Lars Eighner (
4 Sep 1996 02:08:02 -0500

In our last episode <50hsqp$>,
Broadcast on alt.folklore.urban,sci.anthropology
The lovely and talented (Bryant) wrote:

>In article <>, Lars Eighner <> wrote:
>>The lovely and talented (Bryant) wrote:
>>>What happens in the cultures you have in mind when a husband finds out
>>>about the trysts? What cultures, in fact, are you describing?
>>I say "he," but of course in a number of societies the husband
>>may be a woman. [...]
>I have learned of only one culture in which women could play the
>role of husbands (Sioux, I recall). What are the others?

Many of the Bantu-speaking peoples have these customs.
Female-female marriage was very widespread in sub-Saharan Africa.
>That I pose the question shows that I am not familiar with
>the cultures you seem to be discussing. Name them, please.
>Asking for references or the names of the cultures you're thinking of should
>not be taken as some kind of insult. Clarification helps the rest of us
>understand your points. Since you appear to have thought my request for
>information a challenge of some sort, I forgive your arrogant reply.

It was not that request, but the prejudicial way in which you
frame your questions. Moreover, requesting information on matters that are
common knowledge and so widely discussed suggest
disingenuousness, since this is all pretty much Into to Cultural
Anthropology stuff--and I'm pretty sure most of it must be in
sections for non-majors too.

In the Americas same-sex marriage *USUALLY* occurs in the
context of one of the parties being differently gendered.
Whether this is an intermediate gender or a gender off of
the male-female axis is a matter of considerable controversy.

Blackwood has prefered the term "cross-gendered" female
and has identified the phenomenon in some 33 American groups.
In theory any cross-gender female may be a husband,
at least of a female wife. And actual occurrences of such
marriages are recorded for almost all of these groups,
since "being the husband of a woman" is the main way of
identifying cross-gendered females. Quite a few specific
observations and a number of societies not covered in Blackwood
can be found in Williams' chapter on Woman-Woman marriages.

In *GENERAL* the African pattern for female-female marriage
is very different in that women who are husbands are not
differently gendered. "Husband" and "father" (=pater)
are merely roles that women may adopt while being of the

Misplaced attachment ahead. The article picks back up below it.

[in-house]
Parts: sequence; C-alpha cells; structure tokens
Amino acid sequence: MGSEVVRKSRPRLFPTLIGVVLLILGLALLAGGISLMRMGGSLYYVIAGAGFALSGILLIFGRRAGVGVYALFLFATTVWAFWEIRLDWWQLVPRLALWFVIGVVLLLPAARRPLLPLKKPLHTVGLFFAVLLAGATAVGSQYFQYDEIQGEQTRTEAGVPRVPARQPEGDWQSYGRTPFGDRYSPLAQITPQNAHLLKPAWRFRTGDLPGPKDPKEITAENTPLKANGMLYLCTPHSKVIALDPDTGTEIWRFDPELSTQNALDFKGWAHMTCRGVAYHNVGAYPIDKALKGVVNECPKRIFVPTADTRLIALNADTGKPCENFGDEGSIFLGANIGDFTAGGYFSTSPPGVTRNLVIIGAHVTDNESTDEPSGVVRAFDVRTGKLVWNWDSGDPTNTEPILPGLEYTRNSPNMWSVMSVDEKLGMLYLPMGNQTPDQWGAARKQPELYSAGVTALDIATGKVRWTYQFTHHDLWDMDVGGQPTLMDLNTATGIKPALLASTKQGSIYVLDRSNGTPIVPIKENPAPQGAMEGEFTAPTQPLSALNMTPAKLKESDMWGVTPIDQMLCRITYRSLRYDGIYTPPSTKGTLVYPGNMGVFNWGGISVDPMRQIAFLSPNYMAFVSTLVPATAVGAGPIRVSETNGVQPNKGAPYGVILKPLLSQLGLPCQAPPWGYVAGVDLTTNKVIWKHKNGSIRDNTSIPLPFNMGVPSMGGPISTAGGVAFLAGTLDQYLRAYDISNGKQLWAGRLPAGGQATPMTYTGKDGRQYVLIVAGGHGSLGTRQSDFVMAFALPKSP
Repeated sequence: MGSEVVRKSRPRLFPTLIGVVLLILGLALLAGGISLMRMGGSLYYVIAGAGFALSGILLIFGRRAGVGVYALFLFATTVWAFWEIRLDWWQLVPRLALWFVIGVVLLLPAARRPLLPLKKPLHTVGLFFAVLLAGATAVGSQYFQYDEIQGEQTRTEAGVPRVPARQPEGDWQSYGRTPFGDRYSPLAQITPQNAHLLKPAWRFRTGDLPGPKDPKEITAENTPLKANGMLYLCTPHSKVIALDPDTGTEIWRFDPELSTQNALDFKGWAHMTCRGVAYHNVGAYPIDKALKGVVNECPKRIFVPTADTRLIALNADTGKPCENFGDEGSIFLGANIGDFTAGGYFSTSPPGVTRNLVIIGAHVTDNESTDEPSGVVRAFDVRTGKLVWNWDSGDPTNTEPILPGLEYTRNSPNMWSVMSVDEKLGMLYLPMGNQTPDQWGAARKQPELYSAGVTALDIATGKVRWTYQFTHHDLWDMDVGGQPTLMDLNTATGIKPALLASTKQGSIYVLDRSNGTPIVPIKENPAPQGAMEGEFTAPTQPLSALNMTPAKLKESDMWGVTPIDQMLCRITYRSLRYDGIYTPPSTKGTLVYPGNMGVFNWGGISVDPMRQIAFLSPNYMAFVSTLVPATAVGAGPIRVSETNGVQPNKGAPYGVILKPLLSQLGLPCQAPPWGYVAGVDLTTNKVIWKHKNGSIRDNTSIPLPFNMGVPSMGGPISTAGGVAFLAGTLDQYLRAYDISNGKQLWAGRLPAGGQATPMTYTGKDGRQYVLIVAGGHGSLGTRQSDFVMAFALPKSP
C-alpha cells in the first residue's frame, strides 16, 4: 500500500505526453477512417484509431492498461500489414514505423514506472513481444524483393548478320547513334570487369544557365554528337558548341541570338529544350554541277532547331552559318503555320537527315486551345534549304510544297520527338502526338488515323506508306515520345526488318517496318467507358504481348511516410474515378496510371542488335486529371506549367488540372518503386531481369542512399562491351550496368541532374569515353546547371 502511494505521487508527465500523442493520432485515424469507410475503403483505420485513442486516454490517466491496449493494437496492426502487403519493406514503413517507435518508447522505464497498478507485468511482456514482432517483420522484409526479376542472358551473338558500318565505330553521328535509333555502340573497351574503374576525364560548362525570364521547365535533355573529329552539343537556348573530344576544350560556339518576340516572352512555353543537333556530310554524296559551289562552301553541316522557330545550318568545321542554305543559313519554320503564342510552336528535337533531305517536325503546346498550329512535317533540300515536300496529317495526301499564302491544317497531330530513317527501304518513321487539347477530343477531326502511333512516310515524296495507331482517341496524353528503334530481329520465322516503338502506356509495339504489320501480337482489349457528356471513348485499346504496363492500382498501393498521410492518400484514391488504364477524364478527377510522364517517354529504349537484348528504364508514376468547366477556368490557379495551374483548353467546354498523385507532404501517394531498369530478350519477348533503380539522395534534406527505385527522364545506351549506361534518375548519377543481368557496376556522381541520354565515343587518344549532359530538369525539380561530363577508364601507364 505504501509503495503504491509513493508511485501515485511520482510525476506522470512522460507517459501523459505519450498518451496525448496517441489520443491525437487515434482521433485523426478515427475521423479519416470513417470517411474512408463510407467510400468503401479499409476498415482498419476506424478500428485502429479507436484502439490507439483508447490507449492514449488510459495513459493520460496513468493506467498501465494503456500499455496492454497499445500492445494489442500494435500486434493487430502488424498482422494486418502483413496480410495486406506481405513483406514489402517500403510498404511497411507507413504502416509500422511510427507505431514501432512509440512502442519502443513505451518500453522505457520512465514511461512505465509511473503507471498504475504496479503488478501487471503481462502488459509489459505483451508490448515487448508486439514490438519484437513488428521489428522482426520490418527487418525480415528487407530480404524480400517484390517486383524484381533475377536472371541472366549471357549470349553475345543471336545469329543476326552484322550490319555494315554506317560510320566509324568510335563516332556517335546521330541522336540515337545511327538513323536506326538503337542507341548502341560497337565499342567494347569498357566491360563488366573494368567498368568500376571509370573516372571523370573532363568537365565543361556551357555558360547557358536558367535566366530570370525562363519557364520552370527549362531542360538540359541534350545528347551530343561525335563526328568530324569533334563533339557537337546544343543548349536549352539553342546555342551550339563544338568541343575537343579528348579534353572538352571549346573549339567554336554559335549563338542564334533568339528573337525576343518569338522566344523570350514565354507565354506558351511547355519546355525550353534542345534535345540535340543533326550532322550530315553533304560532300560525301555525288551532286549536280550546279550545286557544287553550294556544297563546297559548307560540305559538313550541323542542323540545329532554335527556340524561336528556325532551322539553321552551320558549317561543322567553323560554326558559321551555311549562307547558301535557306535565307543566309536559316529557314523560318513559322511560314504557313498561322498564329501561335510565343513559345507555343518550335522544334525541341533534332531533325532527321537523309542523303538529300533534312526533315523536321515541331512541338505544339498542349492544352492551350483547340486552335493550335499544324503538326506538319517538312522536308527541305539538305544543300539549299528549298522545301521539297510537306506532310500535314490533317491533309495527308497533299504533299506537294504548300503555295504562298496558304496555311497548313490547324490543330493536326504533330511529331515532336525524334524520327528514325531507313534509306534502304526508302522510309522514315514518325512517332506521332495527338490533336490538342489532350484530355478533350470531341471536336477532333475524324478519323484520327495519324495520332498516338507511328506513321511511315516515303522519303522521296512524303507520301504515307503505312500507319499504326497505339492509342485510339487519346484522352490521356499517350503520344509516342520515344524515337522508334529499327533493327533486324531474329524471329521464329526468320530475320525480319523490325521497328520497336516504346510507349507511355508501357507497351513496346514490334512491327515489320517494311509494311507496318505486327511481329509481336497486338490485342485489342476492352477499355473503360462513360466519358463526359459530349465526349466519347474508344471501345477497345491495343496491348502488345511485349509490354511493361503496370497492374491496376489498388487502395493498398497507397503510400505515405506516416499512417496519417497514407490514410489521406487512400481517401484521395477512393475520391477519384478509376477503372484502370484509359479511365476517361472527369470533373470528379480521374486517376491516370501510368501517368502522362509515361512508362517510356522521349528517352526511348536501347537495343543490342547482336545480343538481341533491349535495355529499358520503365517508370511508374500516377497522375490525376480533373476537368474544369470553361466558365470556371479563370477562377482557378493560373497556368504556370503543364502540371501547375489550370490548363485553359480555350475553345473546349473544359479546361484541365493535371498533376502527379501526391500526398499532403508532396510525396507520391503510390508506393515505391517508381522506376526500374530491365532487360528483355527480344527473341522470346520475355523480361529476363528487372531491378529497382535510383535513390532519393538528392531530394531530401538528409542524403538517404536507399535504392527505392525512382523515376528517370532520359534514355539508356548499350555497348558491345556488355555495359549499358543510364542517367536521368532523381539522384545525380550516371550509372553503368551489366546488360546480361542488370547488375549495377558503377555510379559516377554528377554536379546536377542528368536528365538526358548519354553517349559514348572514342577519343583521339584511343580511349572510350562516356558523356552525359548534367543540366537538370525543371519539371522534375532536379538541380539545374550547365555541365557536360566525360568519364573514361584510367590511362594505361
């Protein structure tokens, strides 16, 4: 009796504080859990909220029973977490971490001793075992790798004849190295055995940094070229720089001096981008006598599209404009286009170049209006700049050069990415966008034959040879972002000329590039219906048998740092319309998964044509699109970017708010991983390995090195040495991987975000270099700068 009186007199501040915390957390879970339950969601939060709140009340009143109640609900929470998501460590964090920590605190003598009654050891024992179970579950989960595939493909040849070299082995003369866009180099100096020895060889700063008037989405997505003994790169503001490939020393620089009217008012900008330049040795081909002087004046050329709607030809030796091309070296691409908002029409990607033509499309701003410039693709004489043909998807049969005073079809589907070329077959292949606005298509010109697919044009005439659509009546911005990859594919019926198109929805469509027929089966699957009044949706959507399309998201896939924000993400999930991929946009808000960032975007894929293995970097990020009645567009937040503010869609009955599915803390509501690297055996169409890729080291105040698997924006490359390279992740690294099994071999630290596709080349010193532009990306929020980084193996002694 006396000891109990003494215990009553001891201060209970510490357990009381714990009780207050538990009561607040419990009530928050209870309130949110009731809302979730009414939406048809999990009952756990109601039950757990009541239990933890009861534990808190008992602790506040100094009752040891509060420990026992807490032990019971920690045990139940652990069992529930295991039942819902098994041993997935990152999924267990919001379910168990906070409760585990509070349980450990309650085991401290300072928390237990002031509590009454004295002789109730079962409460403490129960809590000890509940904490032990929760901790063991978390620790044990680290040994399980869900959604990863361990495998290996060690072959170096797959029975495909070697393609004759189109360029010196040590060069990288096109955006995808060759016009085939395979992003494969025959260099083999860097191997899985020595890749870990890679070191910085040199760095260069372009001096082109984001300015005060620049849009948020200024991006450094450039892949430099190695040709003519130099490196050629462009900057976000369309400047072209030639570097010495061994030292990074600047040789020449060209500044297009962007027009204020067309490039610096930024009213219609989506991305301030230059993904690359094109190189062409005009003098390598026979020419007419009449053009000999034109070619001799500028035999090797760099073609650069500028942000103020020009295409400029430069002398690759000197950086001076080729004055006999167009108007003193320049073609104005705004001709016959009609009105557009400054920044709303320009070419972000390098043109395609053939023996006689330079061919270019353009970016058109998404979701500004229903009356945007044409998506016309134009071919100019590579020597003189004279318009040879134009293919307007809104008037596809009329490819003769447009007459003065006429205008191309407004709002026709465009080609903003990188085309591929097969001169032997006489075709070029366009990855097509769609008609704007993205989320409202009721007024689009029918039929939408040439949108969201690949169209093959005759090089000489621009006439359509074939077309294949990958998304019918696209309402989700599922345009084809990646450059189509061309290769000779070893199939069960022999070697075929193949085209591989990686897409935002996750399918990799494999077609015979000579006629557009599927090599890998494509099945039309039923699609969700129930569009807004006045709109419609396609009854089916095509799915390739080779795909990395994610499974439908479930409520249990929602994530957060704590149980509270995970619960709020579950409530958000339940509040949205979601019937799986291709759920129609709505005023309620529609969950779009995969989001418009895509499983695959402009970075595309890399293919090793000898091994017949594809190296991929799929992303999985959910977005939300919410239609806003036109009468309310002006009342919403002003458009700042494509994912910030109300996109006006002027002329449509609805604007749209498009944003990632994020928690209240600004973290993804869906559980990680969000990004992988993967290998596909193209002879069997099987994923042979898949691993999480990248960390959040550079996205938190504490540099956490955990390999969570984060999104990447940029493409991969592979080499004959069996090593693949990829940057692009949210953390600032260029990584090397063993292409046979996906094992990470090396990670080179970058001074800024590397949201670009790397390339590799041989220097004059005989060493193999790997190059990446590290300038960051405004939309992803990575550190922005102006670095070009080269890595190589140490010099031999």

same gender as their wifes and as of women who are wives of
men. The female husband is pater to the children of her
wife. Perhaps it would be best to begin with Oboler
(below) for an overview of the basic Bantu pattern of
female-female marriage.

Allen, Paula Gunn. "Lesbians in American Indian
Cultures," Conditions 7 (1981), pp. 67-87.
Bass-Hass, Rita. "The Lesbian Dyad," Journal of Sex
Research 9 (1968), pp. 108-126.
Dorsey, James O. "A Study of the Siouan Cults," Bureau
of American Ethnology Annual Report 11
(1889-1890): 378-467
Evans-Pritchard, Edward Evan. (1902-1973) Kinship and
Marriage Among the Nuer. (Oxford: Clarendon Press,
1960) xi, 183 p. illus. 23 cm. DD:572.9624 EV16K.
Evans-Pritchard, Edward Evan. "Kinship and Local
Community Among the Nuer," in Radcliffe-Brown.
Gluckman, Max. "Kinship and Marriage among the Lozi of
Northern Rhodesia and the Zulu of Natal" in
Huntingford, George Wynn Brereton. The Nandi of Kenya:
Tribal Control in a Pastoral Society. With a
Foreword by Sir Claud Hollis (London: Routledge &
Paul, 1953) xiii, 169 p. illus., maps (part fold.)
23 cm. Bibliography: p. 159-160. DD:572.96762
H92N. (p. 19)
Oboler, Regina Smith (1947- ). "Is the Female Husband a
Man? Woman/Woman Marriage among the Nandi of
Kenya," Ethnology 19 (1980), pp. 69-88.
O'Brien, Denise. "Female Husbands in Southern Bantu
Societies," in Schlegel, Alice, editor.
Sexual Stratification: A
Cross-cultural View. (New York: Columbia
University Press, 1977) xix, 371 p.; 24 cm.
Includes bibliographies and indexes. LC:GN 479.7
Schapera, Isaac (1905- ) A Handbook of Tswana Law and
Custom. (London: 1938).
Uchendu, Victor Chikezie. The Igbo of Southeast
Nigeria. (New York: Holt, Rinehart and Winston,
1965) xiii, 111 p. illus., map, port. 24 cm.
Includes bibliographies. DD:309.9669 UC4I

Of course male-male marriage (either very much more common
or one suspects, very much better reported) follows somewhat
different patterns, for there is only one clear-cut example
that is known in which males may become wifes while remaining
in the masculine gender. In Africa *GENERALLY* they must adopt
the feminine gender to be wives (their husbands, of course,
are males in the masculine gender), where as in America
they must be differently gender (in general).

Mentioned above:

Blackwood, Evelyn. "Sexuality and Gender in Certain
Native American Tribes: The Case of Cross-Gender
Females," Signs: Journal of Women in Culture and
Society 10 (1984), pp. 27-42.
Radcliffe-Brown, Alfred Reginald (1881-1955) and Daryll
Forde, editors. African Systems of Kinship and
Marriage (London: Published for the International
African Institute by the Oxford University Press,
1960) viii, 399 p. illus., maps. 22 cm.
Bibliographical footnotes. DD:392 R116A.
Williams, Walter L. (1948- ). The Spirit and the Flesh:
Sexual Diversity in American Indian Culture.
(Boston: Beacon Press, c1986) xi, 344 p., (8) p.
of plates: ill.; 24 cm. Includes index.
Bibliography: p. 317-333. LC:E 98 S48 W55 1986.
ISBN: 0807046027.

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